Intervention Review

Hydergine for dementia

  1. Lon Schneider2,
  2. Jason T Olin1,*,
  3. Adrian Novit3,
  4. Susan Luczak4

Editorial Group: Cochrane Dementia and Cognitive Improvement Group

Published Online: 24 JUL 2000

Assessed as up-to-date: 26 MAR 2009

DOI: 10.1002/14651858.CD000359


How to Cite

Schneider L, Olin JT, Novit A, Luczak S. Hydergine for dementia. Cochrane Database of Systematic Reviews 2000, Issue 3. Art. No.: CD000359. DOI: 10.1002/14651858.CD000359.

Author Information

  1. 1

    Forest Research Institute, Clinical Development & Medical Affairs, Jersey City, CA, USA

  2. 2

    University of Southern California Keck School of Medicine, Los Angeles, CA, USA

  3. 3

    c/o Saint John’s Child and Family Development Center, Santa Monica, USA

  4. 4

    University of Southern California San Diego, Department of Psychology, San Diego, California, USA

*Jason T Olin, Clinical Development & Medical Affairs, Forest Research Institute, Harborside Financial Center, Plaza V, Jersey City, CA, NJ 07311, USA. Jason.Olin@frx.com.

Publication History

  1. Publication Status: New search for studies and content updated (no change to conclusions)
  2. Published Online: 24 JUL 2000

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Abstract

  1. Top of page
  2. Abstract
  3. Plain language summary

Background

Currently hydergine is used almost exclusively for treating patients with either dementia, or 'age-related' cognitive symptoms. Since the early 1980s there have been over a dozen more clinical trials, yet hydergine's efficacy remains uncertain. Although previous reviews offer generally favourable support for hydergine's efficacy, they were, however, limited by a bias with respect to the particular clinical studies chosen (e.g., the inclusion of case reports, and uncontrolled trials), and by authors' impressionistic assessments of results. Not surprisingly, there has been a lack of consensus among reviewers with regard to the efficacy of hydergine.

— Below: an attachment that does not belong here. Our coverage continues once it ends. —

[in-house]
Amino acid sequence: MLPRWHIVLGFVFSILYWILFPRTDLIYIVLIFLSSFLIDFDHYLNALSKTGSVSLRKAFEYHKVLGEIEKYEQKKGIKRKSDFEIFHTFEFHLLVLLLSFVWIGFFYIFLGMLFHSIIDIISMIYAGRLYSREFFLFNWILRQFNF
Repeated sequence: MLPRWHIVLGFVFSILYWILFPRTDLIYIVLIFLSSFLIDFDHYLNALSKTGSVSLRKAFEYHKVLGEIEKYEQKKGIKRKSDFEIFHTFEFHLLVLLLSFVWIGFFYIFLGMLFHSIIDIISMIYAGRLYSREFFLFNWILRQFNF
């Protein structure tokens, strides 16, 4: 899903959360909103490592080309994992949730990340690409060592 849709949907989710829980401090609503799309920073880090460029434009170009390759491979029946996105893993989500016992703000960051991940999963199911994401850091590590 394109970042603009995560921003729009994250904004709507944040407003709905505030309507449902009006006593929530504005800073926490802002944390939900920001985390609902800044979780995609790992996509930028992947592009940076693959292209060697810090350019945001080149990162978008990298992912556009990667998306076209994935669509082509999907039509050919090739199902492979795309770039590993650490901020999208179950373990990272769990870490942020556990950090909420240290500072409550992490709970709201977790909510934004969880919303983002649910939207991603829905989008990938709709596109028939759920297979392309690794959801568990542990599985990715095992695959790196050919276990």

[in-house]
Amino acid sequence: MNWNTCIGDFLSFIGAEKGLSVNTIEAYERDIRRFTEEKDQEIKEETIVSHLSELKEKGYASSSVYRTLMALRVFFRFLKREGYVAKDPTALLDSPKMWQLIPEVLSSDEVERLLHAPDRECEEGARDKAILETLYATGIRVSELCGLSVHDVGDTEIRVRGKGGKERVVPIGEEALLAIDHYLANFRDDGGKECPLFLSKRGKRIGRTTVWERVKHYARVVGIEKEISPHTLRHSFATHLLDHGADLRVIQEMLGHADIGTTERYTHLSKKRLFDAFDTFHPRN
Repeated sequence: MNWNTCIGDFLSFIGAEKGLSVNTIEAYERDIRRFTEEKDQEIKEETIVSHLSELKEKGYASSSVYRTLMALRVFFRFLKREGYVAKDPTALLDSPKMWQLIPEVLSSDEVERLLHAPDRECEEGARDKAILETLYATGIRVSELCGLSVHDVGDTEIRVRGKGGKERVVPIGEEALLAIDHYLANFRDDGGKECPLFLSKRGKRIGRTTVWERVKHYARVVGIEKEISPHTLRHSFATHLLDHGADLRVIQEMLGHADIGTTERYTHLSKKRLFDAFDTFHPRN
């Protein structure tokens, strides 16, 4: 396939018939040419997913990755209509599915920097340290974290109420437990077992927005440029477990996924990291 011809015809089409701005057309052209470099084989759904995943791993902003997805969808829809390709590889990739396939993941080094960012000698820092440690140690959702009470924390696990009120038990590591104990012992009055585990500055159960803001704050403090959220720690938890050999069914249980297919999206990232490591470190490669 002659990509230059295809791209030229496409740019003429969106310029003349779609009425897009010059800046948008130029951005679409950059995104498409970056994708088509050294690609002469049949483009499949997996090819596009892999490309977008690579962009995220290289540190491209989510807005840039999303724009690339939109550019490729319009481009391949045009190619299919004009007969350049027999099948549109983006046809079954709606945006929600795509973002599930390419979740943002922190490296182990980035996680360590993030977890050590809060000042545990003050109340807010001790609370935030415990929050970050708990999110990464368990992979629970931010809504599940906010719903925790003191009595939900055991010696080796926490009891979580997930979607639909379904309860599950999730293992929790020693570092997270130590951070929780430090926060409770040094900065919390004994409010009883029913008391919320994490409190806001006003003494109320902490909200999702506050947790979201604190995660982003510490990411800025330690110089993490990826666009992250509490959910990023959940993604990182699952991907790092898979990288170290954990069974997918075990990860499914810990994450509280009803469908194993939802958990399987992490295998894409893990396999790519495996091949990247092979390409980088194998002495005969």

In 1994, a meta-analysis was published by the present reviewers who reported that overall, hydergine was more effective than placebo. However they also observed that the statistical evidence for efficacy in 'possible or probable Alzheimer's disease' patients was so modest that one additional statistically non-significant trial would have reduced the results to non-significance.

Objectives

Because of uncertainty surrounding the efficacy of hydergine, the goals of this overview were to assess its overall effect in patients with possible dementia, and to investigate potential moderators of an effect.

Search methods

The trials were identified from a searches of the Specialized Register of the Cochrane Dementia and Cognitive Improvement Group, The Cochrane Library, MEDLINE, EMBASE, PsycINFO, CINAHL, LILACS, clinical trials registries and grey literature sources on 2 March 2009 using the terms hydergin*, ergoloid* and dihydroergo*. Two proprietary databases were also searched. Published reviews were inspected for further sources.

Selection criteria

Trials to be included must be randomized, double-blind, parallel-group, and unconfounded comparisons of hydergine with placebo for a treatment duration of greater than one week in subjects with dementia or symptoms consistent with dementia.

Data collection and analysis